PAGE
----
The show, shall we say, had its problems. It was having an awkward adolescence on the air. The producers here in Chicago decided that the primary problem was the host. He wasn’t working out too well. And somebody – even though I tell this story on frequent occasions – I still don’t know who this person was who initially said, “What about this guy Sagal? He sounds harmless – let’s give him a try as host.” So I got a call at the beginning of 1998 saying “We’re thinking of trying you as the host – what do you think?” And without getting into the details of my personal life – it came at a remarkable time. My wife and I – I was no longer single – had just had our first baby. We were living in New York. We didn’t want to raise our child in New York. She’s from the Midwest. We were trying to figure out what to do, where to go. I wanted to live in a big city, she wanted to go back to the Midwest and all of sudden came a job offer in Chicago. Which, in case people didn’t notice, is a big city in the Midwest. Which was strange because it never occurred to us before.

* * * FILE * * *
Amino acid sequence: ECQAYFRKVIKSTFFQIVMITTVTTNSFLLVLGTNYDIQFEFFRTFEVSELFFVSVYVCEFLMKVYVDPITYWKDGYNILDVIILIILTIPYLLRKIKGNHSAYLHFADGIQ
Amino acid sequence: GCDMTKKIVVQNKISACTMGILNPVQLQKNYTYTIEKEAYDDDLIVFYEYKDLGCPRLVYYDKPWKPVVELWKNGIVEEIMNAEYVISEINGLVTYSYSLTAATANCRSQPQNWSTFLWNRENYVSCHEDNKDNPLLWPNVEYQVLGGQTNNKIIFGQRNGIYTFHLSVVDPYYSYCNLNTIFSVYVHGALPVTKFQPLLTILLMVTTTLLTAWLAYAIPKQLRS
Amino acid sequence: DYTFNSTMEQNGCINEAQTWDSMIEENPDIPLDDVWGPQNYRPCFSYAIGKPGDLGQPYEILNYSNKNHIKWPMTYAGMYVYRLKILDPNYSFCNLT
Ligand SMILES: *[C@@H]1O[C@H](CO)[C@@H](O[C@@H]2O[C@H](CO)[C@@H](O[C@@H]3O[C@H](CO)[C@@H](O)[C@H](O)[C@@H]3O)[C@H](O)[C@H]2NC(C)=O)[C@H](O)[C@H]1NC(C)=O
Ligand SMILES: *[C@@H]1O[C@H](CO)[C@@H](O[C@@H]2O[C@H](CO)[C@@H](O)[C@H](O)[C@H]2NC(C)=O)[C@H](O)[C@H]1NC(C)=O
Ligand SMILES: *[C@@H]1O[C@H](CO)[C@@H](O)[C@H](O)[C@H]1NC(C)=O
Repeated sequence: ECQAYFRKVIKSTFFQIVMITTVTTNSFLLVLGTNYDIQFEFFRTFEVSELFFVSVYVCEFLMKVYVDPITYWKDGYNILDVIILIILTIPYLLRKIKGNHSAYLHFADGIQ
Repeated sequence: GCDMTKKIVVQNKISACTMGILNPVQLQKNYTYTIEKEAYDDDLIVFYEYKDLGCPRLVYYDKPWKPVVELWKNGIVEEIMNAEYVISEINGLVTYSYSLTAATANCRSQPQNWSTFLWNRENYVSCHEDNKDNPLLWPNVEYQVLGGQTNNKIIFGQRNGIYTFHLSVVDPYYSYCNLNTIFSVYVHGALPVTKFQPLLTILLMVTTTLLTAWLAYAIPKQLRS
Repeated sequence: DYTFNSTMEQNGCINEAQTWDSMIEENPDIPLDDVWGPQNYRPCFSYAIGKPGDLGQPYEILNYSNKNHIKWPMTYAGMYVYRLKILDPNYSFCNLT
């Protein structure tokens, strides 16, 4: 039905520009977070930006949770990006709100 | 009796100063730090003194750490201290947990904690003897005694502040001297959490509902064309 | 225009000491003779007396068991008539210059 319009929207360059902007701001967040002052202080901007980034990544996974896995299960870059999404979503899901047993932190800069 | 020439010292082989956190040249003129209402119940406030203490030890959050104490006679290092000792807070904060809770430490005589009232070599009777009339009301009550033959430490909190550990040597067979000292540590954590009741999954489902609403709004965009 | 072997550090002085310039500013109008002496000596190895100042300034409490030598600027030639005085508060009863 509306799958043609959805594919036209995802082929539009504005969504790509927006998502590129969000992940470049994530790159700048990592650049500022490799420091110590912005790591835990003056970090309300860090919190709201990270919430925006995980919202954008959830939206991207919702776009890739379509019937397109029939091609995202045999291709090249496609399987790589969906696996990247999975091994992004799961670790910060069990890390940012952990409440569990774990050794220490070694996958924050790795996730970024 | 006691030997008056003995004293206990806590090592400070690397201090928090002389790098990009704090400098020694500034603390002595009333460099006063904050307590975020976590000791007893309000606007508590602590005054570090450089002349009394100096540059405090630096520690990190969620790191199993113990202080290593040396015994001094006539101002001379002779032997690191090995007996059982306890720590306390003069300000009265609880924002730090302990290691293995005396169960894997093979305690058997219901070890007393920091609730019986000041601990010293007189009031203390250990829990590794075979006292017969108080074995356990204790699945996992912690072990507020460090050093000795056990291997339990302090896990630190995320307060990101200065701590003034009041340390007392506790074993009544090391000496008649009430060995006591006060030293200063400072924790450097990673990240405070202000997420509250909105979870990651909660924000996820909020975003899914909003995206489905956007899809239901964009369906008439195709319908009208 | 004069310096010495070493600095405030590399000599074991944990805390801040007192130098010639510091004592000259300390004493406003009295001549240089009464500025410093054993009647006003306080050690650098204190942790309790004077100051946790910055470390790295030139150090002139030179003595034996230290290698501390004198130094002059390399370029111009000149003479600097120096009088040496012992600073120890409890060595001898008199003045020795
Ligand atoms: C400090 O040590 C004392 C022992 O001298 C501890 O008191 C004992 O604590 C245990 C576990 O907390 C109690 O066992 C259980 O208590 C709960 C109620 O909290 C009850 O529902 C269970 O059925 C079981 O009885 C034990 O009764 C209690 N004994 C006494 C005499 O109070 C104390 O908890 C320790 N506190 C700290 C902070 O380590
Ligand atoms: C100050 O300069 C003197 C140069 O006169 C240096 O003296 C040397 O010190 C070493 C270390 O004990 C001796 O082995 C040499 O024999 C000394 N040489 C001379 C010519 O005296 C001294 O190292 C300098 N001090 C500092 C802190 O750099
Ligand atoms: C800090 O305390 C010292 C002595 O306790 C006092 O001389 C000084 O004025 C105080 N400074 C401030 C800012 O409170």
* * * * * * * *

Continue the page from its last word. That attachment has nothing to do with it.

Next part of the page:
So, I came out to Chicago in May of ’98 for what was supposed to be a nine-week trial and I’ve been here ever since.
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Chicagoist: Can you tell us about some of your work prior to “Wait! Wait! Don’t Tell Me!”?
Peter Sagal: Well, I was a theatre geek in college, meaning that I pretty much ignored my studies and spent all my time at the theatre either directing or acting and putting on plays. This was at Harvard where there was no theatre major – so I have no training in that either. It’s been a hallmark of my life where I avoid becoming qualified for anything I’m about to go out and do. But afterward, I went with a lemming-like crowd of Ivy League graduates out to L.A. to seek my fortune in the film and TV business.
I ended up working in the theatre business in L.A., which is pretty dumb. It’s not, let us say, a respected art form in that city, despite the efforts of a lot of cool people I met there doing it. But I ended up getting an amazing education working as a literary manager for a large theatre downtown. Sort of the L.A. equivalent of the Goodman or the Steppenwolf. I read a lot of new plays and met a lot of playwrights and I conceived the idea that I should go out and be one of them. Again, this is the hallmark of my life – watching qualified people do something and saying “I should do that! What do they have that I don’t?” And that ignorance – not knowing the answer to that question – given the multitude of things that they have that I don’t have allows me to go out and pretend I know what I’m doing. So I began writing plays and for about ten years I had the itinerant, sometimes risky, sometimes very exciting, sometimes very depressing life of a freelance playwright.